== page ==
This Doctor Can: making positive changes to junior doctors’ lives

Dr Billy Cheung, former chief registrar at Homerton University Hospital NHS Foundation Trust, talks about the changes he made during his time as chief registrar, and the learnings that got him there.

Born in Hong Kong, I spent part of my childhood there before moving to the UK. There were no doctors in my family and I never even considered medicine as a career. But 20 years on, I’m doing a job I love, so I know I somehow made the right choice!  

When I first became a junior doctor, I never imagined I’d so soon have the ability or authority to implement necessary and positive change in the workplace. But becoming a chief registrar changed all of that …

I spent my chief registrar year at Homerton University Hospital (a great place by the way) and very soon discovered a weakness in my life skill set – time management. As an ST7 in acute medicine I was used to relying on the heavily structured specialty training I’d received: you must attend a certain number of clinics, see a certain number of patients, perform a certain number of a procedures within a rigid timeframe and so on. Our timetables were always filled with activities, ward rounds, clinics etc. 

When I first became a junior doctor, I never imagined I’d so soon have the ability or authority to implement necessary and positive change in the workplace.

Dr Billy Cheung

But when you are suddenly out of that system, with 50% of your time focused on ‘leadership and management’, all of that structure goes out the window. It can feel both liberating and daunting at the same time. Best of all, it finally allowed me to devote some time to working on something I felt passionate about – in this case, improving junior doctors’ workload.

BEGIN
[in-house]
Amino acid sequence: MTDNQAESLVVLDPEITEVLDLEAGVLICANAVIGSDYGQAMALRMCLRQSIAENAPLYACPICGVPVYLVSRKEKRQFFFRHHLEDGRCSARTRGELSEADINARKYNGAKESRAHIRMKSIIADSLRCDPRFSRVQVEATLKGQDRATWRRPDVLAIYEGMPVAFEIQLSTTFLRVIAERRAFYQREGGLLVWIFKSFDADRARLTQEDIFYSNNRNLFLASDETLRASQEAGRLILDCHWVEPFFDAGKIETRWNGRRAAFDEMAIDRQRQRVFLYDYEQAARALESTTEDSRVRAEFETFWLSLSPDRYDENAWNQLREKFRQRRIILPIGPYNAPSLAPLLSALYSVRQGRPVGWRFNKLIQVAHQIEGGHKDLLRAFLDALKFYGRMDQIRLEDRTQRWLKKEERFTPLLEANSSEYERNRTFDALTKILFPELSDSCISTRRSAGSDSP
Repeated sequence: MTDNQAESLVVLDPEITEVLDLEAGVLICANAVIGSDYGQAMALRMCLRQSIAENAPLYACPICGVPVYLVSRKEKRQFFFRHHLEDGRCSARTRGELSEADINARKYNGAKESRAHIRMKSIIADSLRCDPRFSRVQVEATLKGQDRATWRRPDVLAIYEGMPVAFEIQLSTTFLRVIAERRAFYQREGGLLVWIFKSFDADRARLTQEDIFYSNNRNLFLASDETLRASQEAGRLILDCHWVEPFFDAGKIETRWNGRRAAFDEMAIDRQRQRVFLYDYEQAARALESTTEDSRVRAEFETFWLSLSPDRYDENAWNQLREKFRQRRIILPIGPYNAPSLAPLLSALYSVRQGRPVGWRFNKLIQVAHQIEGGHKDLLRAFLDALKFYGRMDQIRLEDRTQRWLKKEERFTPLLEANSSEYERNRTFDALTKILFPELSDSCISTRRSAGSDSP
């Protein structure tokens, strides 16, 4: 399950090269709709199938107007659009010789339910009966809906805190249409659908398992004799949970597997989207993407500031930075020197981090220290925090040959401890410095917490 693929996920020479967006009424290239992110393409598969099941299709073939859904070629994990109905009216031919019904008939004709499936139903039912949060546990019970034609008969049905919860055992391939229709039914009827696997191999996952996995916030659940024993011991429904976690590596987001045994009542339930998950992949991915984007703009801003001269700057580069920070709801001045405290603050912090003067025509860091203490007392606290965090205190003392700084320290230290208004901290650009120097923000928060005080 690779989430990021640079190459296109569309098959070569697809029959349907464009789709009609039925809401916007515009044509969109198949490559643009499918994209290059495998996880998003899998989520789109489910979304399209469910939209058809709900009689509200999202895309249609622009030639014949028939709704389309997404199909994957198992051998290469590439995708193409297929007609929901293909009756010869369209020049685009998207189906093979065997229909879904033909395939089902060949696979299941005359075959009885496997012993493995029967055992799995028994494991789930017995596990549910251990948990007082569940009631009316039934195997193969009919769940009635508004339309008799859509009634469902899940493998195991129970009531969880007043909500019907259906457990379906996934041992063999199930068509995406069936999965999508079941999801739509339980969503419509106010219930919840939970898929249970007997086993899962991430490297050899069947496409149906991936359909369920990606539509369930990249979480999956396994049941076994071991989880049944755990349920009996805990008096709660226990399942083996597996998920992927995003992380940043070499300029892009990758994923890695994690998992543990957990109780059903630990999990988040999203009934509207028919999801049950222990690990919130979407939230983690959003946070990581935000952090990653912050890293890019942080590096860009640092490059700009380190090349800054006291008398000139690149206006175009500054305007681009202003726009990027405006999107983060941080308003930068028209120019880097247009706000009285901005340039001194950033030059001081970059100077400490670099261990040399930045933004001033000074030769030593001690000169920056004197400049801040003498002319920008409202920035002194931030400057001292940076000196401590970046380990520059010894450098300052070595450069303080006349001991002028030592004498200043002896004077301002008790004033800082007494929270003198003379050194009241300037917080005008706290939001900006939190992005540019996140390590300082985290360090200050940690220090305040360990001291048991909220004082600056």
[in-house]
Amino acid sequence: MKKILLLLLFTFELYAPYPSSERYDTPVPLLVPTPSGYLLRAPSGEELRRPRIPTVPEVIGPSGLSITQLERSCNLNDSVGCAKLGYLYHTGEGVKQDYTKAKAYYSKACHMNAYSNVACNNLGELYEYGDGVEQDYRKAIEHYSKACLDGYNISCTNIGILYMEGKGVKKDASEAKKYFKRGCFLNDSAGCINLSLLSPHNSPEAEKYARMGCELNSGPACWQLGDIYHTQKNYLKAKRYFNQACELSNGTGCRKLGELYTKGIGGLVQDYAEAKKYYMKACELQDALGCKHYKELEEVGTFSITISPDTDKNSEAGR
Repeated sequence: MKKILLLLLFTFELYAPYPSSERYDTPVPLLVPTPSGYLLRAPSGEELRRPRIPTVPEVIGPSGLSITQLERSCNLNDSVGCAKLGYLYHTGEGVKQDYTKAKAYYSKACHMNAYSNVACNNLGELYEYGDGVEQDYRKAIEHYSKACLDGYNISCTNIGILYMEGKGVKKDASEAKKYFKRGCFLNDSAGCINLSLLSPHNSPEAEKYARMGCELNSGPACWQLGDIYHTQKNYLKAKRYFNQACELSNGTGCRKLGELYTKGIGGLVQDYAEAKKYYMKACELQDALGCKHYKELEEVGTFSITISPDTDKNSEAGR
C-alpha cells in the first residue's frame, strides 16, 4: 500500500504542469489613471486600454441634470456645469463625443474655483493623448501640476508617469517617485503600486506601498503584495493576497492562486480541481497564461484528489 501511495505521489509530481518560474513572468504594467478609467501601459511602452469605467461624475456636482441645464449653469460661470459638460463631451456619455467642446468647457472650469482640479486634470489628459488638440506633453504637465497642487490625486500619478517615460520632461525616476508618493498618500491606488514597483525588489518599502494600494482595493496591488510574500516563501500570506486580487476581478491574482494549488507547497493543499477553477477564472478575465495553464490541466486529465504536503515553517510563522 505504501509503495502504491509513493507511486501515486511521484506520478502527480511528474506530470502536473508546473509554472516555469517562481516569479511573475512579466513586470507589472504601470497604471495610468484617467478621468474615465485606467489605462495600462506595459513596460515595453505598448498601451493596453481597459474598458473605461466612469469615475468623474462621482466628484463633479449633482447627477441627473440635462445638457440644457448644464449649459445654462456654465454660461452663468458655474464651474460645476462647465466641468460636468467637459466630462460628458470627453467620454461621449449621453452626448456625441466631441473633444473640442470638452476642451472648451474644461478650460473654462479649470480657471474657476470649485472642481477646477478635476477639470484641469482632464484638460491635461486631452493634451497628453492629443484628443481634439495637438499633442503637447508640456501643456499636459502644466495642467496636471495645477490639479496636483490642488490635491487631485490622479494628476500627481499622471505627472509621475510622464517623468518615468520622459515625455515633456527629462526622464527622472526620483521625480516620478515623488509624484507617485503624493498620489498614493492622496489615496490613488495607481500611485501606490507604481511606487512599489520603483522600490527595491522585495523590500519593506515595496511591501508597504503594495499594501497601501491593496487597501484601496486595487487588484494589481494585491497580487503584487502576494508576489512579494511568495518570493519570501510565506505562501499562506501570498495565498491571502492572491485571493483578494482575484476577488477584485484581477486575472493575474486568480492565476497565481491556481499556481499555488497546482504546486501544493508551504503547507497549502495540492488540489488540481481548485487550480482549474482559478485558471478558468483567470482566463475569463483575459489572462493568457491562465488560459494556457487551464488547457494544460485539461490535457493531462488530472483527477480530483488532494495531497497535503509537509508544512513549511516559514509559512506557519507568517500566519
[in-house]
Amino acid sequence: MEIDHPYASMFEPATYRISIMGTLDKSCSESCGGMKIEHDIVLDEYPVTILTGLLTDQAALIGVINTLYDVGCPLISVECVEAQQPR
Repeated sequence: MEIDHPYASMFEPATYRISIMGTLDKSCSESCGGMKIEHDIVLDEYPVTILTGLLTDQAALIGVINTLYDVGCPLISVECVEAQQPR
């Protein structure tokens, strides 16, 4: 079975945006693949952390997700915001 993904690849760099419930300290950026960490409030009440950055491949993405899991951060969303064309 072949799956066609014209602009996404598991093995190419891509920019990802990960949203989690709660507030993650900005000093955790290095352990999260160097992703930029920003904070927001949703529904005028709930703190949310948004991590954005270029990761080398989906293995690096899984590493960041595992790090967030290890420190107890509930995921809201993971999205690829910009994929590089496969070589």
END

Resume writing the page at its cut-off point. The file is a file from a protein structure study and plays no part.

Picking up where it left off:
On a personal level, I managed to eat lunch every day and decide when to have it too (wow). I drank lots of coffee and got to finish on time. Win-win, right? 

But what I underestimated was that time can disappear very quickly. With a big project, there can be a lack of direction at times, particularly at the start of the year. As a result, it was not unusual to sense a lack of achievement at the end of some days, which was difficult to digest. 

The good news is, this is an amazing learning curve in itself, and there is always support available. Oh, and it turns out that it happens to everyone.  

Luckily, I had an approachable and supportive supervisor who was invaluable in guiding me throughout the year. He was able to introduce me to relevant staff, provide checkpoints for tasks to ensure progress and give me advice along the way. Later in the year, when my co-chief registrar Grace Walker joined the hospital, we made tremendous progress. As a result, we are now proud to have a new dedicated overnight junior doctor for deteriorating patients. 

So, how did I improve my time management? You may have heard of the ‘Timeboxing’ method, rumoured to be favoured by Elon Musk, where your working hours are divided into say, 10-minute blocks, then tasks are assigned with an estimated completion time into blocks within the day. I am in no way claiming to be this efficient in the real-life setting, but I have loosely adapted this method for my to-do list on certain days. Being a chief registrar for the year certainly made me become more aware of the need to develop my time management skills and I have since become far more aware of when I am procrastinating!  

This chief registrar year has been one of the most useful experiences in my career so far, and now that I have transitioned into consultant life, I can genuinely recommend it to get a head start in skills you would otherwise have to start picking up along the way as a new consultant.

Would you like to share your experience of becoming a doctor? Get in touch on Twitter via @thisdoctorcan.